A Time for
By John Grisham
Hodder & Stoughton
one thing you can always bet on. If it’s almost the end of the year, there’ll
be a new John Grisham hitting the shelves, just in time for Christmas. And with
his latest offering, he doesn’t disappoint as he returns
to Jake Brigance, the hero of his very first book, A Time To Kill.
In this gripping
legal thriller the small-town lawyer finds himself at the epicentre of a
sensational murder trial.
What it’s about: Jake is the court-appointed lawyer for Drew Gamble, a young man accused of murdering a local deputy. Many in Clanton, Mississippi, want a swift trial and the death penalty, but Jake sees it another way. Once he learns the details of the case, he realises he has to do everything he can to save Drew....who is sixteen. His commitment to the truth puts Jake's career and the safety of his family at risk. Source: hachette.co.uk
What the critics say: “At a time when our opinions are terrifyingly polarized, Grisham reminds us that people aren’t one thing or another, but composed instead in shades of grey.” – Sarah Lyall, New York Times
Opening lines: The unhappy little home was out in the country, some six miles south of Clanton on an old country road that went nowhere in particular. The house could not be seen from the road and was accessed by a winding gravel drive that dipped and curved and at night caused approaching headlights to sweep through the front windows and doors as if to warn those waiting inside. The seclusion of the house added to the imminent horror.”
Breasts and Eggs
By Mieko Kawakami
If you are wanting a book that challenges you and transports you into a completely different culture, then this bestseller by literary sensation Mieko Kawakami is a great bet. Originally published as a novella in Japan in 2008, it was subsequently fleshed out into a full-scale novel, which was recently released in English.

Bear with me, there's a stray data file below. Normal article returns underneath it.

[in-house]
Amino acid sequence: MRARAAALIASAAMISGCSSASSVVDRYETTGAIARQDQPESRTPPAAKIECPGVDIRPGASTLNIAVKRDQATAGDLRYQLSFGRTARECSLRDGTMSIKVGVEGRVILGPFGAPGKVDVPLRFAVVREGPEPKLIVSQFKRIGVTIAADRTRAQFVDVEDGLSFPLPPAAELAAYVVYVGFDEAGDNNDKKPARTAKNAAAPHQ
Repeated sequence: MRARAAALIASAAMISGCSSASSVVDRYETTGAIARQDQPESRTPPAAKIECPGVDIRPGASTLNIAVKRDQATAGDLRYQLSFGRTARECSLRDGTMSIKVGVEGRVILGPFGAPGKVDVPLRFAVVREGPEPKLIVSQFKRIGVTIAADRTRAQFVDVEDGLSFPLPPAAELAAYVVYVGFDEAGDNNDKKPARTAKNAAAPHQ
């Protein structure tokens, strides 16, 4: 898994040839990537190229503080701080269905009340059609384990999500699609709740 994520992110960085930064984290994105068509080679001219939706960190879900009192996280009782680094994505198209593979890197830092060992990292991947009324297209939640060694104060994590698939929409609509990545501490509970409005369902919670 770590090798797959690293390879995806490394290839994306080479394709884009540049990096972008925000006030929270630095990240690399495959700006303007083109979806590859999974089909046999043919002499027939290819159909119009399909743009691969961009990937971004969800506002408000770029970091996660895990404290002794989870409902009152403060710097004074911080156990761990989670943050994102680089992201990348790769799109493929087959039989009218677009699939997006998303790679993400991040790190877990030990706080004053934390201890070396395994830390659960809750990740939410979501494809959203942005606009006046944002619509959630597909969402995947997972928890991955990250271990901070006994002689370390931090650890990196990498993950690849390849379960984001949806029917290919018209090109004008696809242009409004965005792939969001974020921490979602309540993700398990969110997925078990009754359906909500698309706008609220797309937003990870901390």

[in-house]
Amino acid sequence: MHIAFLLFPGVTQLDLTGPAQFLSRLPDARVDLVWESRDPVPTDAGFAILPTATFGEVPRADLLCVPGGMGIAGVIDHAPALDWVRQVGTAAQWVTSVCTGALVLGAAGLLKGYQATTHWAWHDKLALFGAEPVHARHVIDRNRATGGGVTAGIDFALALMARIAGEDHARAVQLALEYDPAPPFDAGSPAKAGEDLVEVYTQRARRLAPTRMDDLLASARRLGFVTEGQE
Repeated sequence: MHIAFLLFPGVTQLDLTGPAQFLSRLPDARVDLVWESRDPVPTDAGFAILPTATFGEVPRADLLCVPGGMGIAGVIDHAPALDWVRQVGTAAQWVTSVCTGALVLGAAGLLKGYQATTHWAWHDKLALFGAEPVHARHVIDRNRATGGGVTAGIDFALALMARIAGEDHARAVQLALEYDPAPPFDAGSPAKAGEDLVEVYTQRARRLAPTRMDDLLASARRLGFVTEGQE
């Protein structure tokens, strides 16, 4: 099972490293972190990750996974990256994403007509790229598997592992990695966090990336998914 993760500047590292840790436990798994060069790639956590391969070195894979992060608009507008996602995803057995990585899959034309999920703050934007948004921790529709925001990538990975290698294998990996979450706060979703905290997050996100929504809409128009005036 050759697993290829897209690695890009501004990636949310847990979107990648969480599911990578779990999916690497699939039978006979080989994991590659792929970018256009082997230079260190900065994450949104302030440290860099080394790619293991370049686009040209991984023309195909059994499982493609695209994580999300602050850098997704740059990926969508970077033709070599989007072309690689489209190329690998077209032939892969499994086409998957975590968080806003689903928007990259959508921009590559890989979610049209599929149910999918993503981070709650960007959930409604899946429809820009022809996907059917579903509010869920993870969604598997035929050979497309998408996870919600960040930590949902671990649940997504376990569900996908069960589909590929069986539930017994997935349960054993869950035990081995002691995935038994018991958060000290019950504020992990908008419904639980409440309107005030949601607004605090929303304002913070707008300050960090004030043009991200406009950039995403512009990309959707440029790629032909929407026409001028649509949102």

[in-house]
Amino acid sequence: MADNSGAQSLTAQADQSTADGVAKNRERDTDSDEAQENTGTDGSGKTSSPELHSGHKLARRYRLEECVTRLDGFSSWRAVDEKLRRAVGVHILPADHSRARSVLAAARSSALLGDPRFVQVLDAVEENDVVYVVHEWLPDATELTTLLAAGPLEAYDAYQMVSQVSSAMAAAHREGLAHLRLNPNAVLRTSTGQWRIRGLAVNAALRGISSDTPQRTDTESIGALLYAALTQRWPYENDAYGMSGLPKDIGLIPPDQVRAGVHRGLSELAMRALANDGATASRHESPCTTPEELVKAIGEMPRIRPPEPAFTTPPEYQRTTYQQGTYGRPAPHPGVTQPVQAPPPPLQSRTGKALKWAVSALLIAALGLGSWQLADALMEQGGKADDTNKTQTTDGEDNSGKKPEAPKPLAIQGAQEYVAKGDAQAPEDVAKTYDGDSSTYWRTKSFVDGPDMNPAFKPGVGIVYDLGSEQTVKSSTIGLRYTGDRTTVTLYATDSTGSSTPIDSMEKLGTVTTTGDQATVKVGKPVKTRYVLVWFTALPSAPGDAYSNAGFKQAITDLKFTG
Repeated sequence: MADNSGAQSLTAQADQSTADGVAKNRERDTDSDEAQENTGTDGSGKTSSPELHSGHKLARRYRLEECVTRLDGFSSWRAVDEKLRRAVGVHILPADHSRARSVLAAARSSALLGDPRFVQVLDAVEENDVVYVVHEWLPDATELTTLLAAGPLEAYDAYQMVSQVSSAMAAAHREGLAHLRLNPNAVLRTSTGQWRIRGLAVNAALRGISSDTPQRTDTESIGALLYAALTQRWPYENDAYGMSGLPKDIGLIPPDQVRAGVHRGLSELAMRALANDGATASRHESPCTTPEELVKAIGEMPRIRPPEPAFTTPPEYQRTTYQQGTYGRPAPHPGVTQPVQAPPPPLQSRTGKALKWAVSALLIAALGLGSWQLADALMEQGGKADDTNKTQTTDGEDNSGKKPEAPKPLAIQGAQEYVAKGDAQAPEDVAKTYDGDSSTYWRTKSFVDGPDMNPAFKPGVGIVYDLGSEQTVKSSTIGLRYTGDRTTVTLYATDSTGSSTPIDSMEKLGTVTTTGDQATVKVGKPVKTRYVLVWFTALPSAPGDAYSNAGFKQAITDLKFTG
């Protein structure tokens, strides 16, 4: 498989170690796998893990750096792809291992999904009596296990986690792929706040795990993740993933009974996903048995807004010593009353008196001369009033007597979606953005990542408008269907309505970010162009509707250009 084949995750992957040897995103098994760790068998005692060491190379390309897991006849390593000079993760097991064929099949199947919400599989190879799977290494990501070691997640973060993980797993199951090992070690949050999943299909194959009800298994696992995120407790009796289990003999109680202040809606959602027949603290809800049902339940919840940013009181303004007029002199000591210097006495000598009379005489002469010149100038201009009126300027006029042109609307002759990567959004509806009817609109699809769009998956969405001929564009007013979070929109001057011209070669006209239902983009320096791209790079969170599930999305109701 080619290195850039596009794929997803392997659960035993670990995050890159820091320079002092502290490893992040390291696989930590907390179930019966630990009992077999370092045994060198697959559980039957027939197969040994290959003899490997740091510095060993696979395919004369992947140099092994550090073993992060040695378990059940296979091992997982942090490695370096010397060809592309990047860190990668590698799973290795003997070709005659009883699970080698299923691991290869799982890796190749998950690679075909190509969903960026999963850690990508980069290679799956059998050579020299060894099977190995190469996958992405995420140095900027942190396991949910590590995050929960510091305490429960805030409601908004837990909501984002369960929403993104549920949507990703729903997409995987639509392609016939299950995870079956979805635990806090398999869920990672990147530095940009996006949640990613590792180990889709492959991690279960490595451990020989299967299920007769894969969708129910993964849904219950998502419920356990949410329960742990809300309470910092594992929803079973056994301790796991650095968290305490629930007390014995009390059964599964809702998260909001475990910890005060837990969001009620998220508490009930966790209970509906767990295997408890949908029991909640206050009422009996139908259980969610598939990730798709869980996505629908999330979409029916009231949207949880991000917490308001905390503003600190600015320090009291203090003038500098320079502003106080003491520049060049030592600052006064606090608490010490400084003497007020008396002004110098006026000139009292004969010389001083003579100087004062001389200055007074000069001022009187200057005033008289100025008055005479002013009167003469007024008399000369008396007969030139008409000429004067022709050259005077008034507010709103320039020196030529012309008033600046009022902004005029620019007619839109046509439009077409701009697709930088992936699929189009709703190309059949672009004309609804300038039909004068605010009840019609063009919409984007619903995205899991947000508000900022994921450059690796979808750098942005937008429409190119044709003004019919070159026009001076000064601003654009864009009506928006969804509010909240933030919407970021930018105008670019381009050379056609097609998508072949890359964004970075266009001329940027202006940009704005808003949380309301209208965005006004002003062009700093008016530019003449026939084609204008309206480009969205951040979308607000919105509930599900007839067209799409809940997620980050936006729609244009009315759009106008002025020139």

What it's about: On a hot summer’s day in a poor suburb of Tokyo we meet three
women: thirty-year-old Natsu, her older sister Makiko, and Makiko’s teenage
daughter Midoriko. Makiko, an ageing hostess despairing the loss of her looks,
has travelled to Tokyo in search of breast enhancement surgery. She's
accompanied by Midoriko, who has recently stopped speaking, finding herself
unable to deal with her own changing body and her mother’s self-obsession. Her
silence dominates Natsu’s rundown apartment, providing a catalyst for each
woman to grapple with their own anxieties and their relationships with one
another. Source: Pan Macmillan
What the critics say: “I can never forget the sense of pure astonishment I felt when I first read Mieko Kawakami’s novella Breasts and Eggs . . . breathtaking .” - Haruki Murakami, Author of Norwegian Wood.
“Kawakami has made her name articulating womanhood in Japan better than any living author.” – David McNeill, The Guardian
Opening lines: “If you want to know how poor somebody was growing up, ask them how many windows they had. Don’t ask what as in their fridge or in their closet. The number of windows says it all. It says everything. If they had none, or maybe one or two, that’s all you need to know.”
By Sarah Moss
This is definitely not your average summer holiday read. It’s a tale about 12 people and the single day they spend next to a lake in Scotland.
What it’s about: On the longest day of the summer, twelve people sit cooped up with their families in a faded Scottish cabin park. The endless rain leaves them with little to do but watch the other residents.
Each person is wrapped in their own cares but increasingly alert to the makeshift community around them. One particular family, a mother and daughter without the right clothes or the right manners, starts to draw the attention of the others. Tensions rise and all watch on, unaware of the tragedy that lies ahead as night finally fall. Source: Pan Macmillan
What the critics say: “Sharp, searching, thoroughly imagined, it is utterly of the moment, placing its anxious human dots against a vast indifferent landscape; with its wit and verve and beautiful organisation it throws much contemporary writing into the shade!” - Hilary Mantel, Booker-winning author of Wolf Hall
“Nothing escapes her sly humour and brilliant touch. Deft and brimming with life, Summerwater is a novel of endless depth. A masterpiece.” – Jessie Burton, author of The Miniaturist
Opening lines: “Dawn. There’s no sunrise, no birdsong.
Light seeps over the water, through the branches. The sky is lying on the loch, filling the trees, heavy in the spaces between the pine needles, settling between blades of grass and mottling the pebbles on the beach. Although there’s no distance between cloud and land, nowhere for rain to fall, it is raining; the sounds of water on leaves and bark, on roofs and stones, windows and cars, become as constant as the sounds of blood and air in your own body.
You would notice soon enough, if it stopped.”